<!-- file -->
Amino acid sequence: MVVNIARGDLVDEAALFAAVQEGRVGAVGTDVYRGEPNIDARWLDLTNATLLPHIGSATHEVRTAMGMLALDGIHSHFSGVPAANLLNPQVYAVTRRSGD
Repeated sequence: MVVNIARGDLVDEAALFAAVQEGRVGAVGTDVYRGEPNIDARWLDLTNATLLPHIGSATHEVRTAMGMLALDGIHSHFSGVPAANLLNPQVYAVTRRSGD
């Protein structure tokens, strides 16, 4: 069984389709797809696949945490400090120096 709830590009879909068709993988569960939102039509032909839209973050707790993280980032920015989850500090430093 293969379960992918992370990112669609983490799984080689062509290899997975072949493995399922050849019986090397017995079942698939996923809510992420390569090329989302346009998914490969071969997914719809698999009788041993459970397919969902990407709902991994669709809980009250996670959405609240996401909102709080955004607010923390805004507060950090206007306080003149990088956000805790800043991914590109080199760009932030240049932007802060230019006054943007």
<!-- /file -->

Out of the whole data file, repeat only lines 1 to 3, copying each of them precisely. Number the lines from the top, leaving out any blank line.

Amino acid sequence: MVVNIARGDLVDEAALFAAVQEGRVGAVGTDVYRGEPNIDARWLDLTNATLLPHIGSATHEVRTAMGMLALDGIHSHFSGVPAANLLNPQVYAVTRRSGD
Repeated sequence: MVVNIARGDLVDEAALFAAVQEGRVGAVGTDVYRGEPNIDARWLDLTNATLLPHIGSATHEVRTAMGMLALDGIHSHFSGVPAANLLNPQVYAVTRRSGD
């Protein structure tokens, strides 16, 4: 069984389709797809696949945490400090120096 709830590009879909068709993988569960939102039509032909839209973050707790993280980032920015989850500090430093 293969379960992918992370990112669609983490799984080689062509290899997975072949493995399922050849019986090397017995079942698939996923809510992420390569090329989302346009998914490969071969997914719809698999009788041993459970397919969902990407709902991994669709809980009250996670959405609240996401909102709080955004607010923390805004507060950090206007306080003149990088956000805790800043991914590109080199760009932030240049932007802060230019006054943007």